The news was everywhere. The New York Times, every local newspaper and all the wire services such as the Associated Press.
“GRIP STRENGTH PREDICTS HEART ATTACK AND STROKE.”
I’m not sure what everyone was supposed to do with this news. Run out and buy a stress ball and keep squeezing? Were doctors supposed to start measuring hand strength as a cardiovascular screening test?
This is what is wrong with these kind of headlines. The research was published in a major journal, The Lancet from a respected university, McMaster University in Canada.
It is true that the team found a greater risk of stroke and cardiovascular death in those with less muscle strength. But we’ve known that muscle strength is a general measurement of health and that loss of muscle strength is a general sign of aging. So while we may eventually be able to predict your risk of cardiovascular disease and death from a “handgrip dynamometer,” the best advice right now is keep walking, keep playing tennis, golf or throwing pots -- or whatever it is you like to do.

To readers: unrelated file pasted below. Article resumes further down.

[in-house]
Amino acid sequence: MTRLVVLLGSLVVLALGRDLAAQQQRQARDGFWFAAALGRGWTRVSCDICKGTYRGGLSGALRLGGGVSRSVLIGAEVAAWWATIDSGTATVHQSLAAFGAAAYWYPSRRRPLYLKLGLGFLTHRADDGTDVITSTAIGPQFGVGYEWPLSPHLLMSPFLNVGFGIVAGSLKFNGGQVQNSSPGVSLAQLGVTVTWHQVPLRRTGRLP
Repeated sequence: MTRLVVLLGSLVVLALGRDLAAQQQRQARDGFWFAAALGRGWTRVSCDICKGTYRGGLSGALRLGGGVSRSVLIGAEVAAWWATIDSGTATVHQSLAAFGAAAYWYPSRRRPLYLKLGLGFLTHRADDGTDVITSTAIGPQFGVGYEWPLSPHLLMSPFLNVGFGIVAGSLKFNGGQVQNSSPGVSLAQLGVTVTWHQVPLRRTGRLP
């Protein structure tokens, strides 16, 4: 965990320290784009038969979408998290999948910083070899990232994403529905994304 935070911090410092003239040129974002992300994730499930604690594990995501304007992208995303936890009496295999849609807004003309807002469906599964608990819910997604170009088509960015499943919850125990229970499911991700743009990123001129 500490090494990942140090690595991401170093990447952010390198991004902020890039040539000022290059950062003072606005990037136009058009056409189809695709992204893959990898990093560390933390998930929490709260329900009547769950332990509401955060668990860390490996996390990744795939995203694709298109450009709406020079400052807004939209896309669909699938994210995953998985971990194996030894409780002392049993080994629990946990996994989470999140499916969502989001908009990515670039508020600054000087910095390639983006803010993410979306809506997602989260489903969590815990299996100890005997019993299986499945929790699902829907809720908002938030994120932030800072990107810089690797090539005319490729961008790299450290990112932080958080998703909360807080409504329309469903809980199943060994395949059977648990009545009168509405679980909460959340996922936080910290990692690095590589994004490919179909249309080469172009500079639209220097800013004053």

But do get screenings that actually are predictive in a clear way. Keep on tabs on your arterial health, you heart rhythm (atrial fibrillation), cholesterol and glucose. These are dependable markers that doctors can act on.